DU Alumna Making World Record Journey
University College graduate plans to travel to all the sovereign nations
When most of us think about getting away for vacation, it usually involves traveling for a week or two, going somewhere warm, visiting family, or checking out a little history. For Jessica Elliott, vacation and travel have taken on a whole new meaning.
Elliott has embarked on a journey to set the Guinness Book record by visiting all of the world's sovereign nations in the shortest amount of time. For anyone who hasn’t looked at a world atlas, that is a total of 198 countries. To accomplish this feat, she has decided to walk away from her corporate job of more than 15 years, the condo she owned, and family and friends. “I loved my job, I loved Denver, I just wanted to do something different. I don’t want to wake up in 10 years and regret not taking the opportunity, or not taking the risk, or not taking chances when I could.”
Elliott received her master’s degree from University College in 2014. She credits the program for providing the ability to continue her career while completing graduate studies online. Elliott focused on strategic innovation and change, a useful area of concentration since her company was seeking to evolve: “You learn how do you focus on building an organization from within that helps you continually innovate. And how do you create a mindset and an attitude and lead with a mindset and an attitude that are all about innovation and understanding that innovation means change and change requires people?”
A post-graduation three-week trip to South America gave her new appreciation for long-term travel. She saw how people around the world can accrue several months of vacation, not just weeks. It was at that point that she decided to set out to see the world. “Who am I to pick one place over another and say that it deserves tourists more than another,” Elliott says.
As soon as you ditch the dates and destinations, you'd be surprised at how cheap flights are.
For her world-record attempt, Guinness is lenient, only requiring she set foot in each country. However, Elliott is trying to make her journey more meaningful. “What I like to say is that you have to have an experience. I try to do more than just the capitol city, see a little bit more, meet more locals, try more food. But the way I simply define it is having an experience worth telling a story about.” Elliott has been sharing her experiences on her travel blog.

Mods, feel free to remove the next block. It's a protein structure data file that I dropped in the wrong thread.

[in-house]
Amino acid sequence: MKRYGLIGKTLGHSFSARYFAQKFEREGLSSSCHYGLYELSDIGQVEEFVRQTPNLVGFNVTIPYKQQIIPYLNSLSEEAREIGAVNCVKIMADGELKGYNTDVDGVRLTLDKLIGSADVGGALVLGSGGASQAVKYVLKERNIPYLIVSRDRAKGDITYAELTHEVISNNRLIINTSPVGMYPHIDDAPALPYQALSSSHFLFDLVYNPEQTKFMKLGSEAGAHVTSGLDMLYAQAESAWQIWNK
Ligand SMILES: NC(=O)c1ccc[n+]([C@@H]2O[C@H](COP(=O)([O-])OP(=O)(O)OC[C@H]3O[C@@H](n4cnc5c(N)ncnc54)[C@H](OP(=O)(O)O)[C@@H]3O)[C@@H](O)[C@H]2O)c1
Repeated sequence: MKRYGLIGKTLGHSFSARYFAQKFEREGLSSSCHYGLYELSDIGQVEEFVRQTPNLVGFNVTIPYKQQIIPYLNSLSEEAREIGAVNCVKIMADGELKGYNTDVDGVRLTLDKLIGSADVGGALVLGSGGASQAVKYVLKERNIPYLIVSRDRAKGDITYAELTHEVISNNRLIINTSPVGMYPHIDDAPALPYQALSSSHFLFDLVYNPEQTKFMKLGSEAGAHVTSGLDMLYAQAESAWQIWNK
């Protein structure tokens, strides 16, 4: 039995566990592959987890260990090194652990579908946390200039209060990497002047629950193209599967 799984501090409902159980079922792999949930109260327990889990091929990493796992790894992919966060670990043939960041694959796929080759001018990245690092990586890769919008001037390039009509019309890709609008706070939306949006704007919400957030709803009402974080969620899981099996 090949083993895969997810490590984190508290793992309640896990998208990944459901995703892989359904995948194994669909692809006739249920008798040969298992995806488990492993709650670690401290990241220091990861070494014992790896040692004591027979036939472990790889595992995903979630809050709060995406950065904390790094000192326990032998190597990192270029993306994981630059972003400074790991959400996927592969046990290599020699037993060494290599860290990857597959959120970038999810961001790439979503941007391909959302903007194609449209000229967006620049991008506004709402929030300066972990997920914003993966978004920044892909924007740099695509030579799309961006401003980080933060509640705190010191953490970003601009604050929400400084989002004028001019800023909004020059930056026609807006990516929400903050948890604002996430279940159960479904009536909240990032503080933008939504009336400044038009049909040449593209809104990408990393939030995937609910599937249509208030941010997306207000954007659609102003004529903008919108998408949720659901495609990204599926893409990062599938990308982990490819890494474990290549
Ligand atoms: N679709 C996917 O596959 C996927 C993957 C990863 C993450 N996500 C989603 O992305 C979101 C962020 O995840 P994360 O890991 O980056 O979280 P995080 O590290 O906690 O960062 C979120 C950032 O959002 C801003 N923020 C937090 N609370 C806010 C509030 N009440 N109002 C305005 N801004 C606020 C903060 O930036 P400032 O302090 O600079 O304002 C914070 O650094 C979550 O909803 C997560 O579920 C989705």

Elliott began her journey in Asia 16 months ago and to date has visited 54 countries. In fact, her current three-week trip back home is technically the first time she has been in the United States. Next up? A plane ride to Denmark, where she will begin her travels through Europe and western Asia. She picked Denmark as her next stop because of an affordable plane fare. “As soon as you ditch the dates and destinations, you’d be surprised at how cheap flights are,” she says.
Elliott’s efforts are supported, in part, by family and friends. “I was able to do a successful crowdfund to get kicked off and that timing worked really well because I also got my tax return and my corporate bonus and a whole bunch of other things worked really well to have a good fund to leave.”
Elliott also has been able to make money while traveling and to find creative ways to limit expenses. She has traded work for travel on a yacht, couch surfed with people interested in meeting other people, stayed in hostels for only $3 a night and used her degrees to do freelance work online, earning euros and U.S. and Australian dollars, which go a long way in countries with weaker currencies. “I did the math when I was in Vietnam,” she explains. “I could work 15 minutes a day and live comfortably if I continued to work online and look for those opportunities.”
Elliott finds it hard to pick favorites among her destinations, largely because each place has been so different. She’s excited to continue her journey and have new experiences.
“I think especially in the countries where the stories need to be told, those people deserve for people like me, for other travelers, to be brave enough to go hear their story. They deserve that; they don’t deserve it any less than anybody in the ‘cool’ countries that have their pictures in travel magazines.”